The RSPCA announced today that it was pulling out of Crufts over concerns about the welfare of pedigree dogs.
The leading animal charity said it had suspended plans to staff a stand at the world-famous dog show in March 2009, as it has done in the past.
The RSPCA is calling for new measures to tackle disability, deformity and disease among pedigree breeds, following a television documentary which revealed the breeding process of such dogs resulted in a high level of genetic illness.
The BBC programme said the unhealthy, often inbred, dogs were still able to compete in dog shows and had gone on to win "best in breed".
The RSPCA said it had become increasingly concerned about the situation in the wake of the documentary, which showed a prize-winning Cavalier King Charles spaniel with syringomyelia - a condition which occurs when a dog's skull is too small for its brain.
The programme also featured boxers suffering from epilepsy, pugs which had breathing problems and bulldogs which were unable to mate or give birth unassisted.
Today the RSPCA's chief veterinary adviser Mark Evans called for a shift in emphasis away from the looks of show dogs towards their health, welfare and temperament.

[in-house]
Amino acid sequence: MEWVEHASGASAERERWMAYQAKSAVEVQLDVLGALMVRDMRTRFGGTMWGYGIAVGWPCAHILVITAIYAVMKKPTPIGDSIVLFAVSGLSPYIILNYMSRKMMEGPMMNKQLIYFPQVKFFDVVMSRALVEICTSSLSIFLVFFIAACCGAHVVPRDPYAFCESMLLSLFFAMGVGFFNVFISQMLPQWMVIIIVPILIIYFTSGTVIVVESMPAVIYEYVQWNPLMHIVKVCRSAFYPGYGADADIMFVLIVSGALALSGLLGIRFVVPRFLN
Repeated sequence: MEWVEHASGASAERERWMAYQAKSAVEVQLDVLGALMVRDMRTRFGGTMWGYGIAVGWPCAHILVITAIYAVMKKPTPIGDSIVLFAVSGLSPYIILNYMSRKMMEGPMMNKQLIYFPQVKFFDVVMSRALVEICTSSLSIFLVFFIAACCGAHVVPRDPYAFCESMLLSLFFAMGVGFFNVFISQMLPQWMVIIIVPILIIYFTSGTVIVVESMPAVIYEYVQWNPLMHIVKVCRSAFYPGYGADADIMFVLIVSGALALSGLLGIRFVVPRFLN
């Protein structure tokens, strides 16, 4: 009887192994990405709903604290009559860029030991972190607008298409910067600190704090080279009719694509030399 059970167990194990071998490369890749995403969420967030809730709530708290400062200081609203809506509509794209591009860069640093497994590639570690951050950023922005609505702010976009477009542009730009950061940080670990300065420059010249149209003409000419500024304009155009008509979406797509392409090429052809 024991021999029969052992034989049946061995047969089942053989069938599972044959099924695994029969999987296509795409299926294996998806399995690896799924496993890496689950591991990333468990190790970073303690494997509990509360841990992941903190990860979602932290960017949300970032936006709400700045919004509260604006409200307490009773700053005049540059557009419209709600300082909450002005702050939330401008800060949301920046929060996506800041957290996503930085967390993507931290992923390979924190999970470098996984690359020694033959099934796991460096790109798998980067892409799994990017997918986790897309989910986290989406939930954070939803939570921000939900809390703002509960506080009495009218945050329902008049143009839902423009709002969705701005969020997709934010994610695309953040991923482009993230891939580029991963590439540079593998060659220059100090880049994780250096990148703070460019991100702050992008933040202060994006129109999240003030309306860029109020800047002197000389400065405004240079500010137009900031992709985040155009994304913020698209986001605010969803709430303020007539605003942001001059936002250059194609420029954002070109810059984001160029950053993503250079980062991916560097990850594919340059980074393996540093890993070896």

"Dog shows using current breed standards as the main judging criteria actively encourage both the intentional breeding of deformed and disabled dogs and the inbreeding of closely related animals.
"There is compelling scientific evidence that the health and welfare of hundreds of thousands of pedigree dogs is seriously compromised as a result.
"From a dog health and welfare perspective, such shows are fundamentally flawed and do our much loved pedigree dogs no favours.
"Intentionally breeding deformed and disabled animals is morally unjustifiable and has to stop," he said.
The RSPCA wants to see a change in the rules at dog shows to prioritise health, welfare and temperament over appearance.
The charity also wants to see the development of health-focused breeding strategies for individual breeds, including steps to increase their genetic diversity.
More data collection and scientific analysis is needed on the causes of health problems in dogs, as well as education to encourage demand among would-be owners for animals that have the best chance of being healthy, the RSPCA said.
In the past the RSPCA, which is also pulling out of the Discover Dogs show in November, has staffed a stand at Crufts to promote general animal welfare.